The Scottish Land Court and the Lands Tribunal for Scotland are both well respected fora dealing with various types of dispute involving land or property. There is a close relationship between the Court and the Tribunal; they share the same offices, and, at present, the Chair of the Land Court is also President of the Lands Tribunal. However, the work they do is quite distinct, and they have separate administrative staff and systems.
The idea of amalgamating the two bodies is not new. In the mid-1970s, there were discussions on absorbing the Land Court into the Lands Tribunal, but these were not progressed as, at that time, there was little support for abolishing the Court. It had always been held in regard as the bastion of tenants’, and particularly crofting tenants’, rights. It had come into being as part of a statutory regime put in place to protect these rights in the wake of the Highland Clearances of the 19th century and the land “wars” which followed. This view of the Court endures to this day, particularly, but not exclusively, in the Highlands.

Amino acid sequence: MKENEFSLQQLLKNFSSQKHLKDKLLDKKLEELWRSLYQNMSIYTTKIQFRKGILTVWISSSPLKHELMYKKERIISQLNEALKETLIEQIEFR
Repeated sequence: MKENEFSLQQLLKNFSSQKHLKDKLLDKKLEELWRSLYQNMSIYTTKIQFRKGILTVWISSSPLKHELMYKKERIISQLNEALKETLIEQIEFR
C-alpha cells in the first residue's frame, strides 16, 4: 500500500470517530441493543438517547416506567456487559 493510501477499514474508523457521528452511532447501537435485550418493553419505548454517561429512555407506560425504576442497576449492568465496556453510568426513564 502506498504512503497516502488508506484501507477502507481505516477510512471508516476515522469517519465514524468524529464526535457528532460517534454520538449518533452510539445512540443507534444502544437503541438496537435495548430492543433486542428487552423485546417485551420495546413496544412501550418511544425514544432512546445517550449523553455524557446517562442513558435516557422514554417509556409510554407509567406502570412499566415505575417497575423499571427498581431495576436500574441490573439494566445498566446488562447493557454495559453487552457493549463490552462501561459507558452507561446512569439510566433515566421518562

Recognising the historical significance of the Court, in this consultation, we are seeking views on whether there are advantages to be found in unifying the two bodies by incorporating the Lands Tribunal for Scotland into an expanded Scottish Land Court.
We are also taking the opportunity to explore views on four administrative matters.
- Arrangements when the legal members of the Court or Tribunal have to recuse themselves from a case.
- The need for a Gaelic speaker at the Land Court.
- The power of the Lands Tribunal to award expenses under the Title Conditions (Scotland) Act 2003.
- The power of the Land Court to award expenses under the Rural Payments (Appeals) (Scotland) Regulations 2015.
Thank you for taking the time to respond to the consultation and we look forward to receiving your considered views on the subject.